Gender Discrimination in Employment Interviews

Gender Discrimination in Employment Interviews
Job Interview. Source: Mohamed Hassan/PxHere, 2018.


Jasmine Velasquez

East Asia and Human Rights Researcher 

Global Human Rights Defence

On the 11th of January, 2023, the South Korean National Human Rights Commission presented its recommendations on a case presented to it on gender-based discrimination in the hiring process (Baek, 2023). The case was brought by Applicant A, who was a finalist being interviewed at a Credit Union Federation (Baek, 2023). The interviewer spoke discriminatory and unprofessional remarks about her appearance, including asking her for her weight and height, and also forcing her to sing and dance for them (Baek, 2023). The interviewers insisted that the questions were not asked with the intention of discriminating against the woman, but in order to relax the mood, and out of curiosity (Baek, 2023).

However, the Human Rights Commission judged that if there is a possibility of discriminatory results regardless of the intention of the interviewer, it constitutes a discriminatory act (Baek, 2023). It was thus recommended to the head of the Credit Union Federation to establish measures to prevent reoccurence, such as supplementing recruitment guidelines (Baek, 2023). The Human Rights Commission argued that the interviewers’ questions were “actions stemming from a sexist culture, custom, or perception” (Baek, 2023). The fact that the interviewer spent a considerable amount of time on questions related to appearance, singing, and dancing rather than questions about job duties was questioned (Baek, 2023). Furthermore, in considering the hierarchical relationship between the interviewer and the interviewer, the Commission pointed out that “the interviewer has to consider the possibility of disadvantaging the interviewee if their request is rejected” (Baek, 2023).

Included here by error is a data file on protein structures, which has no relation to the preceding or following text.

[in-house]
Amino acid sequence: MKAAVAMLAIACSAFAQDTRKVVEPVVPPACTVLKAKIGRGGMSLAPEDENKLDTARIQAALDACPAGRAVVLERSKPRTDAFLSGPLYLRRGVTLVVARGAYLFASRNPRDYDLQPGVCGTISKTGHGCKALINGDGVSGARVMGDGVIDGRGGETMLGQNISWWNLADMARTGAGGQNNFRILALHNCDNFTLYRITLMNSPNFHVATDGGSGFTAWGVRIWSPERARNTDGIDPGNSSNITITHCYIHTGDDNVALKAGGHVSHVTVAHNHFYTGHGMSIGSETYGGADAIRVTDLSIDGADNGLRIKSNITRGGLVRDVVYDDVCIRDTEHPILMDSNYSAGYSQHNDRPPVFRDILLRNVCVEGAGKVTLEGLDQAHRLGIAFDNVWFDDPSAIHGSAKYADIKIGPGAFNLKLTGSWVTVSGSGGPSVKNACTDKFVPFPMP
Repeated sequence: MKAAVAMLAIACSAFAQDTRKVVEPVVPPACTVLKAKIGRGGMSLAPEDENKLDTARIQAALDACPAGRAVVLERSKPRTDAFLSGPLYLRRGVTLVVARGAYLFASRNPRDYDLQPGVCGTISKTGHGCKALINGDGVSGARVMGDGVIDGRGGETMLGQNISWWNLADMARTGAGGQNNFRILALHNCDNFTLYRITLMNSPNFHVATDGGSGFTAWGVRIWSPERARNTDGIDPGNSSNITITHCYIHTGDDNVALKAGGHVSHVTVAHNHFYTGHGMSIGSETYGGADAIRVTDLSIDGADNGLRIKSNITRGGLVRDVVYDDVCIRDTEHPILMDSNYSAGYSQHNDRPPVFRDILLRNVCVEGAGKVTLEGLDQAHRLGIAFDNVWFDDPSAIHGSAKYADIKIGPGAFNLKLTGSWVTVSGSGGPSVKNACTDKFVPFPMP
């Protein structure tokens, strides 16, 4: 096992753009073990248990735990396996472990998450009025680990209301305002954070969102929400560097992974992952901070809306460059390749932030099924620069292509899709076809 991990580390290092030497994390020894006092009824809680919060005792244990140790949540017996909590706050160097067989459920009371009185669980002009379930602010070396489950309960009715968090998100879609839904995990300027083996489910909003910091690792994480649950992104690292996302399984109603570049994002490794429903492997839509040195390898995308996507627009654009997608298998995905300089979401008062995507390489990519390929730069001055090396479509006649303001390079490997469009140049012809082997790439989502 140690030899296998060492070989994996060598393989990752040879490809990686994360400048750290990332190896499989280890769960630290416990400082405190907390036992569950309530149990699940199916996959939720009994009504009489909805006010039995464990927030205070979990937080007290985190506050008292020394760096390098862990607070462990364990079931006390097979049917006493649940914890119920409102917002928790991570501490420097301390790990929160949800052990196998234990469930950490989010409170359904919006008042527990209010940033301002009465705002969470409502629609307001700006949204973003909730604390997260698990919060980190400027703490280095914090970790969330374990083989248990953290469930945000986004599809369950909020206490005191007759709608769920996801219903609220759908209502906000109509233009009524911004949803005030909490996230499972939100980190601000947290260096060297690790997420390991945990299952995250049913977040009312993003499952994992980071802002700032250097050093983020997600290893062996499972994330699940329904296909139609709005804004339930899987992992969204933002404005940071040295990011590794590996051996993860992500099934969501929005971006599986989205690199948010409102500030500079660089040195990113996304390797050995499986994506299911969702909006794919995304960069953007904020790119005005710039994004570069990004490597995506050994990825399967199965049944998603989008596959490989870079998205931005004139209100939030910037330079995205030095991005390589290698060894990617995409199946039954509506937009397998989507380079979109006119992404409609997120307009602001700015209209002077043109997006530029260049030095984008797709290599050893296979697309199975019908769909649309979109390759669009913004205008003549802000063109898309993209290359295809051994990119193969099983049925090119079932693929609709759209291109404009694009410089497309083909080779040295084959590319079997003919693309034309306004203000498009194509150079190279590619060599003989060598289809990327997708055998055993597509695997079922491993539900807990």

Article 7 of the South Korean Equal Employment Opportunity Act stipulates that when recruiting and hiring female workers, physical conditions such as appearance, height, and weight (that are not necessary for job performance), marriage status, and other conditions prescribed by the Ordinance of the Ministry of Employment and Labor shall not be presented or demanded (Baek, 2023). The Human Rights Violation Act also sees the act of excluding or discriminating a specific person from employment on the grounds of gender as a 'discriminatory act in violation of equal rights' (Baek, 2023). In international human rights law, discrimination is a violation of Article 2 of the International Covenant on Economic, Social and Cultural Rights, which South Korea ratified in 1990 (Ratification Status by Country). Thus, this act is a violation of human rights law, both domestically and internationally.

In moving forward, the credit union federation has stated that they, "will promote the revision of the regulations to include outsiders in the interviewers and include interviewer-related training in the mandatory training for employees" (Baek, 2023).

Sources and further reading:

Baek S, “인권위, 면접자에 춤 춰봐 요구한 신협에 인권교육 권고” (아주경제January 12, 2023) <> accessed January 13, 2023. 

“Ratification Status by Country” (United Nations Human Rights Treaty Body Database) <;Lang=EN> accessed January 13, 2023.